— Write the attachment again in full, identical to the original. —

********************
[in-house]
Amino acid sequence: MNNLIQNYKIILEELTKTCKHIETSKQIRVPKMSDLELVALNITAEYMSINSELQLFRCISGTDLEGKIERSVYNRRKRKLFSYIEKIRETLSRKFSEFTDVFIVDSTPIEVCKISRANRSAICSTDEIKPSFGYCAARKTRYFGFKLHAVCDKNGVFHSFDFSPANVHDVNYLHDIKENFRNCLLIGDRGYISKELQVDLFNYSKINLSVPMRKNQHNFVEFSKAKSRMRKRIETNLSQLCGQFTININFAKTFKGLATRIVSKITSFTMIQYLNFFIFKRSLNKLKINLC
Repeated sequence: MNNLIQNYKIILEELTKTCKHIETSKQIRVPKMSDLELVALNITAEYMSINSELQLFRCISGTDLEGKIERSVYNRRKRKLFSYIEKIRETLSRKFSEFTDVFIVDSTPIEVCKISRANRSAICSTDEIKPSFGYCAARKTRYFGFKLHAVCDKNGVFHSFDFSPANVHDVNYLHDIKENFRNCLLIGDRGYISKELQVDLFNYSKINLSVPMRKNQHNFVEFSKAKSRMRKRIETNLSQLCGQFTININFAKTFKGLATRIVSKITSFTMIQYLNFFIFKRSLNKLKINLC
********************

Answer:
[in-house]
Amino acid sequence: MNNLIQNYKIILEELTKTCKHIETSKQIRVPKMSDLELVALNITAEYMSINSELQLFRCISGTDLEGKIERSVYNRRKRKLFSYIEKIRETLSRKFSEFTDVFIVDSTPIEVCKISRANRSAICSTDEIKPSFGYCAARKTRYFGFKLHAVCDKNGVFHSFDFSPANVHDVNYLHDIKENFRNCLLIGDRGYISKELQVDLFNYSKINLSVPMRKNQHNFVEFSKAKSRMRKRIETNLSQLCGQFTININFAKTFKGLATRIVSKITSFTMIQYLNFFIFKRSLNKLKINLC
Repeated sequence: MNNLIQNYKIILEELTKTCKHIETSKQIRVPKMSDLELVALNITAEYMSINSELQLFRCISGTDLEGKIERSVYNRRKRKLFSYIEKIRETLSRKFSEFTDVFIVDSTPIEVCKISRANRSAICSTDEIKPSFGYCAARKTRYFGFKLHAVCDKNGVFHSFDFSPANVHDVNYLHDIKENFRNCLLIGDRGYISKELQVDLFNYSKINLSVPMRKNQHNFVEFSKAKSRMRKRIETNLSQLCGQFTININFAKTFKGLATRIVSKITSFTMIQYLNFFIFKRSLNKLKINLC